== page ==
DAYTON, Ohio. Registration is live for the U.S. Air Force - FACE and SOSA Consortia Technical Interchange Meeting (TIM) and expo being held on September 27, 2022 at the Dayton Convention Center in Dayton, Ohio. The event will feature expert presentations and demos by a cross-section of the defense community and industry on Future Airborne Capability Environment (FACE) and Sensor Open Systems Architecture (SOSA) related topics by a cross-section of the defense community, industry, and academia.
Military funding – not only for traditional long-life missions but also for nontraditional shorter life, lower-cost small satellite applications – continues to grow. Radiation-hardened component designers are working to meet the reduced size, weight, power, and cost (SWaP-C) demands of these new missions while maintaining radiation tolerance and dealing with the supply-chain headaches that continue to plague the electronics industry.
Imagining military artificial intelligence (AI) applications can make one dream up scenarios like those in the Terminator films, but in reality, AI solutions for defense are much more mundane and focused on improving decision-making for humans, whether they’re aircraft maintenance personnel; pilots; or intelligence, surveillance, and reconnaissance (ISR) analysts, says John Canipe, Director of Business Development, Air Force, at SparkCognition Government Systems, during a conversation we had at his company headquarters in Austin, Texas. We also discussed the difference between AI and machine learning (ML), how AI is being applied across multiple military domains, and more. Edited excerpts follow.
Enthusiastic crowds were a theme at each show I attended over the last six months, as folks were eager to be back among their defense industry colleagues, clients, and partners. None were more excited than attendees at the annual Special Operations Forces Industry Conference (SOFIC) in Tampa, Florida, a show put on by the National Defense Industries Association (NDIA). Navigating the exhibition aisles of that show was like trying to walk through a crowded bar, as this was SOFIC’s first in-person get-together since 2019.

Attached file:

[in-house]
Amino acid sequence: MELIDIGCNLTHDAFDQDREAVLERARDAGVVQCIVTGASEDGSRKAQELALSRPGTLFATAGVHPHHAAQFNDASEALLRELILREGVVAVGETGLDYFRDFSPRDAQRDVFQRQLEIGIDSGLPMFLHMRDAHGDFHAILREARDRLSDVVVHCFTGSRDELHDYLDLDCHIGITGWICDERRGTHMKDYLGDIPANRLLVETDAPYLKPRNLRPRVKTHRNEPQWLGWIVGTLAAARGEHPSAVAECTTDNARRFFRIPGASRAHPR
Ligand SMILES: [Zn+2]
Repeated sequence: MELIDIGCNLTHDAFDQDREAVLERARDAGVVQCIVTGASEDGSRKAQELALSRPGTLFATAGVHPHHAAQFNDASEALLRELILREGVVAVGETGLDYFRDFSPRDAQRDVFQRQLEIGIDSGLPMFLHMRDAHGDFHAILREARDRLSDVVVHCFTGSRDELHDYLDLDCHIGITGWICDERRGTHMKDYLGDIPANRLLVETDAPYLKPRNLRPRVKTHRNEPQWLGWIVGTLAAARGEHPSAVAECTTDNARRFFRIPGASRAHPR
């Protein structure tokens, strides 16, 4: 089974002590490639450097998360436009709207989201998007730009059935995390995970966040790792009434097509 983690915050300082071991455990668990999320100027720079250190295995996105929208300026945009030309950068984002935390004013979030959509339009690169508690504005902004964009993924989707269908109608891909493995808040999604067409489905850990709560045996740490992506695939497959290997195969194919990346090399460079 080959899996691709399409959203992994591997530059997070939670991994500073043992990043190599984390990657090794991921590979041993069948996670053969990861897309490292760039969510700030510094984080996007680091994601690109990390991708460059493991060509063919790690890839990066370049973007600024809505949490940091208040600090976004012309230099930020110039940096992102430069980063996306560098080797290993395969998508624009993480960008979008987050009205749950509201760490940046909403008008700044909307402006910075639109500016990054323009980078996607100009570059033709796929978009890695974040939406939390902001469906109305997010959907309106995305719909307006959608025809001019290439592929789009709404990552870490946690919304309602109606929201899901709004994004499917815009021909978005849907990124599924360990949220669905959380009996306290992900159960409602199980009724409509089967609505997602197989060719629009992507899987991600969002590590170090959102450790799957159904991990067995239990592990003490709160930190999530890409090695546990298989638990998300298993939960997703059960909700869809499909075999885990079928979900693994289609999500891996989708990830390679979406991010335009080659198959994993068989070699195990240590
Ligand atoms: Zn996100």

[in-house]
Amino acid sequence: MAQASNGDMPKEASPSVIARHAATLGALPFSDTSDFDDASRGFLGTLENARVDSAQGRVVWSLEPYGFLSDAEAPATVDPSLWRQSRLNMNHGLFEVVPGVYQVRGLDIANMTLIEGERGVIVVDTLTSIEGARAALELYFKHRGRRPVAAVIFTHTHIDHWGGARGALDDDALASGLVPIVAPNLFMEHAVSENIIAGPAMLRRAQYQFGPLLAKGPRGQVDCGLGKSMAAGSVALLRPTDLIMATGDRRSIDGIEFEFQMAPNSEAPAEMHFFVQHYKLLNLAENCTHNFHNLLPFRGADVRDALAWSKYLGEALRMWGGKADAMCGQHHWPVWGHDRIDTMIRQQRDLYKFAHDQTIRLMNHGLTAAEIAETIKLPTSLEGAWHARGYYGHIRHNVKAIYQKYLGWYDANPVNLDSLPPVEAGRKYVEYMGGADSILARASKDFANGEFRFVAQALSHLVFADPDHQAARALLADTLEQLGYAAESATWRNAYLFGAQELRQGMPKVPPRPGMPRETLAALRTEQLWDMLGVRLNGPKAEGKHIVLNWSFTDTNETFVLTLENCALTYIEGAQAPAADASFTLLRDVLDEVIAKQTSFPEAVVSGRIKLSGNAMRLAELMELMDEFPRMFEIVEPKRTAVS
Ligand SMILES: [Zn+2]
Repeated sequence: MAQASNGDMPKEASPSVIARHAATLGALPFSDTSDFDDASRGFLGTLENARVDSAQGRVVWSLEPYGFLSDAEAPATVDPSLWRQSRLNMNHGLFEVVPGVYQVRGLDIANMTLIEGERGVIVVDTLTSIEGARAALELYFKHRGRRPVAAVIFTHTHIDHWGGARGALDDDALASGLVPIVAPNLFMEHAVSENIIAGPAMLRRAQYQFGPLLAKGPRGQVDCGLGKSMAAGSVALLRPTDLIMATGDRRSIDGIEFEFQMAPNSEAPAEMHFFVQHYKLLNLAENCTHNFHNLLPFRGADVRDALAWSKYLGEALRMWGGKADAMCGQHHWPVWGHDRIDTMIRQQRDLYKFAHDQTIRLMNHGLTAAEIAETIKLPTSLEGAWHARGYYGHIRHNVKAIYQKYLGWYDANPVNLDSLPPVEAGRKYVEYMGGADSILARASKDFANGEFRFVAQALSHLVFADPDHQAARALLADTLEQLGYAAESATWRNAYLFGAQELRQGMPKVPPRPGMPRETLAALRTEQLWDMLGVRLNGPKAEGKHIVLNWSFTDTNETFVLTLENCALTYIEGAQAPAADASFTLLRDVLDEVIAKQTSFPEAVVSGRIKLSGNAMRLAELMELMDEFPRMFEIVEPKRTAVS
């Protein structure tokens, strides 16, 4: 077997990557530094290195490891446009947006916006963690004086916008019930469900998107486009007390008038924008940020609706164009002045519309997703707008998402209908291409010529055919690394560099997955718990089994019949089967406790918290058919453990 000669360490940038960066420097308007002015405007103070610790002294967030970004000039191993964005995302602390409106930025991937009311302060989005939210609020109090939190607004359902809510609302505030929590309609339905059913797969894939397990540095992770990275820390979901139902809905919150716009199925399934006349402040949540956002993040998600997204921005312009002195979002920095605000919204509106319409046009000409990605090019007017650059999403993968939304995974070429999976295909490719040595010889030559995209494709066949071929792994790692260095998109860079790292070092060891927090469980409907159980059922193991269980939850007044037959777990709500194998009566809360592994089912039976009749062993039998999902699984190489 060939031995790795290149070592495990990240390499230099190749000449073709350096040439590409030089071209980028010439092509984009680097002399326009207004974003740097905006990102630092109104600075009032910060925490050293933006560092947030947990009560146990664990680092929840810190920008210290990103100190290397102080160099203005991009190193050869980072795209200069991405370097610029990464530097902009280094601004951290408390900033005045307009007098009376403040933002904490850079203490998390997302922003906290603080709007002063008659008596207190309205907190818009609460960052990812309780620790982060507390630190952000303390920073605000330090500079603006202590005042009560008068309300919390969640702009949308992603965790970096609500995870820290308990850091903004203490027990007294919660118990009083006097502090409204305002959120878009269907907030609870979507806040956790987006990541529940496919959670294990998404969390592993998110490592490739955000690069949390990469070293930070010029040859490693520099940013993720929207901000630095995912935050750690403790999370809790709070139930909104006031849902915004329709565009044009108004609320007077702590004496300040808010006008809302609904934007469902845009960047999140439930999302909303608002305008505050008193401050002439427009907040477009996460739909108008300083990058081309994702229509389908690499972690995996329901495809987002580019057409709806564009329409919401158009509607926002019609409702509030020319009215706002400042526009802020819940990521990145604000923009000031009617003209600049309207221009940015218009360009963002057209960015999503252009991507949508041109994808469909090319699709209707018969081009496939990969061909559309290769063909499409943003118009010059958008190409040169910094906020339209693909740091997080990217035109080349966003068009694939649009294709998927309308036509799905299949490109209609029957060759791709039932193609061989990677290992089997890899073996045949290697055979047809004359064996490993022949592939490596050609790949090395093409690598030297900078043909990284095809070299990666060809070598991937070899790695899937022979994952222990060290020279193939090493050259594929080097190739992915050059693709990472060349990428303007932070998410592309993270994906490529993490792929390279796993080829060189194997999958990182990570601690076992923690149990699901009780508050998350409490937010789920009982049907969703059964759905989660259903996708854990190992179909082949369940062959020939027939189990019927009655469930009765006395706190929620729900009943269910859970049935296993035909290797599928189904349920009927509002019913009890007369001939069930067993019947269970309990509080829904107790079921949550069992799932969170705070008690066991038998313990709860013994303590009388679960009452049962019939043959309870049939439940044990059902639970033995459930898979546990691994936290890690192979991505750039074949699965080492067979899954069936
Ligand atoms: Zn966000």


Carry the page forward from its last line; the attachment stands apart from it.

WHITE SANDS, New Mexico. The Starliner Spacecraft completed its first flight test at the U.S. Army’s White Sands Missile Range in New Mexico, according to officials from Boeing, the Starliner builder. This test of an uncrewed orbital flight vehicle was flown to demonstrate the quality and performance of the transportation system prior to crewed flights.
WILSONVILLE, Oregon. The new Enhanced Flight Vision System (EFVS) from Collins Aerospace is now being installed on Boeing 737 aircraft. The new EFVS includes the Collins’ EVS-3600, a multi-spectral imaging sensor to that enables pilots to “see through” poor visibility and darkness better than the human eye.
SAN DIEGO. U.S. Navy leaders deployed the MQ-8C Fire Scout autonomous, runway-independent helicopter system, to the Indo-Pacific Area of Responsibility aboard the USS Jackson (LCS-6) to deliver improved maritime intelligence, surveillance, reconnaissance and targeting (ISR&T) capability to military commanders. This is the unmanned aircraft system's (UAS's) second operational deployment.
Welcome to the FACE Special Edition, which details the technology and solutions being developed under The Open Group Future Airborne Capability Environment (FACE) Consortium. This magazine is the first of what will be an annual issue, highlighting editorial content on the FACE approach from the pages and website of Military Embedded Systems Magazine, as well as the products aligned and certified conformant to the FACE Technical Standard – all put together exclusively by our staff. Learn about it all in the 2022 FACE Special Edition.
SAN JOSE, California. Military radar and signals intelligence (SIGINT) applications require intensive signal processing to fuel artificial intelligence (AI) aimed at the never ending data these systems produce. With that in mind AMD engineers announced their Versal Premium series with AI Engines.